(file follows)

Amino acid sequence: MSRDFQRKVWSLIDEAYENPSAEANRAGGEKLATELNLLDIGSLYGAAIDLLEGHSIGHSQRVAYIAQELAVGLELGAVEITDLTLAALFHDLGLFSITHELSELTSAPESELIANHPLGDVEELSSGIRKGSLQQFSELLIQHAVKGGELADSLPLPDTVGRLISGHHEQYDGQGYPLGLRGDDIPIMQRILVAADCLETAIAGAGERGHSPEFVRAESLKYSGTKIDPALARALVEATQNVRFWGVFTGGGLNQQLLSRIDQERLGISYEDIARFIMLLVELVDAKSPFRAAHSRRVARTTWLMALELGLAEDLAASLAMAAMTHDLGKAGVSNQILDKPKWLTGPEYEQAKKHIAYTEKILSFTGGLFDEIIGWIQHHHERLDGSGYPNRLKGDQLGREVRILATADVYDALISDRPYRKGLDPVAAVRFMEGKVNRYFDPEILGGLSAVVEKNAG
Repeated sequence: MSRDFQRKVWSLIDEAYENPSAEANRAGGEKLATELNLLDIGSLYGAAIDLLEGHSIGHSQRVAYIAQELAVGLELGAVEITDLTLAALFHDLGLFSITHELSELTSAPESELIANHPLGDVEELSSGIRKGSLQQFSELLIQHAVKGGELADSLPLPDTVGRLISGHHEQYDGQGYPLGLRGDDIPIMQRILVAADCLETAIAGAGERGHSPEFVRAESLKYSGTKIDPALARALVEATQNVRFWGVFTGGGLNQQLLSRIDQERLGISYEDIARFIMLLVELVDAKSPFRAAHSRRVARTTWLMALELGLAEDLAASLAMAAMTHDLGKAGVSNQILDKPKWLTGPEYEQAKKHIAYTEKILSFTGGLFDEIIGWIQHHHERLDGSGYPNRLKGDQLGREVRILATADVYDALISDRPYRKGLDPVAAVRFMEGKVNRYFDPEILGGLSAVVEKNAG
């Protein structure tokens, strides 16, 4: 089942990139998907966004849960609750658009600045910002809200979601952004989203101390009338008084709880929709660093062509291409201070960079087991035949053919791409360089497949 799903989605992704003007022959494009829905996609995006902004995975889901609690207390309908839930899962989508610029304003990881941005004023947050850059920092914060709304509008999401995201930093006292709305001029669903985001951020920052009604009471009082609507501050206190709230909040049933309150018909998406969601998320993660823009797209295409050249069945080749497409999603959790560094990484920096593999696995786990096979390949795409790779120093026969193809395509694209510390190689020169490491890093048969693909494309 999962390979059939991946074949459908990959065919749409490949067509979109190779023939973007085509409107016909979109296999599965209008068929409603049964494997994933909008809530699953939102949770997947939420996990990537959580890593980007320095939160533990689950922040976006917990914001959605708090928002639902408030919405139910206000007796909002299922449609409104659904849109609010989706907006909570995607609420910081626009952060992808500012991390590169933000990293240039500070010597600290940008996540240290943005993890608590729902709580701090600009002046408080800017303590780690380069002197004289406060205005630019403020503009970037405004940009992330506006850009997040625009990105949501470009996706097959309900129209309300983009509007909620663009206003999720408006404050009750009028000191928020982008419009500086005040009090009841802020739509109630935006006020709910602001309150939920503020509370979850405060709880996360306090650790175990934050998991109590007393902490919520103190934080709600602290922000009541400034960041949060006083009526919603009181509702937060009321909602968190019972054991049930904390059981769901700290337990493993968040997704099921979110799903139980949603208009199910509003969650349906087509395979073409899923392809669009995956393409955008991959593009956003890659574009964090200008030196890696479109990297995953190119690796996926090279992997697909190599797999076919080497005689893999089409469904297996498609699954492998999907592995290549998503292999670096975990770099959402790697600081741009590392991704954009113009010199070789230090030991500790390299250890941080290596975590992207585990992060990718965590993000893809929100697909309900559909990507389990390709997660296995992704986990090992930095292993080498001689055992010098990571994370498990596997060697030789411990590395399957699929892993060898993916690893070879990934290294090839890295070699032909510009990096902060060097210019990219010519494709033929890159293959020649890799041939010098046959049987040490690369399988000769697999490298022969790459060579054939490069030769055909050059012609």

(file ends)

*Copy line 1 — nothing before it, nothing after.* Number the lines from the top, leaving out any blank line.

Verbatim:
Amino acid sequence: MSRDFQRKVWSLIDEAYENPSAEANRAGGEKLATELNLLDIGSLYGAAIDLLEGHSIGHSQRVAYIAQELAVGLELGAVEITDLTLAALFHDLGLFSITHELSELTSAPESELIANHPLGDVEELSSGIRKGSLQQFSELLIQHAVKGGELADSLPLPDTVGRLISGHHEQYDGQGYPLGLRGDDIPIMQRILVAADCLETAIAGAGERGHSPEFVRAESLKYSGTKIDPALARALVEATQNVRFWGVFTGGGLNQQLLSRIDQERLGISYEDIARFIMLLVELVDAKSPFRAAHSRRVARTTWLMALELGLAEDLAASLAMAAMTHDLGKAGVSNQILDKPKWLTGPEYEQAKKHIAYTEKILSFTGGLFDEIIGWIQHHHERLDGSGYPNRLKGDQLGREVRILATADVYDALISDRPYRKGLDPVAAVRFMEGKVNRYFDPEILGGLSAVVEKNAG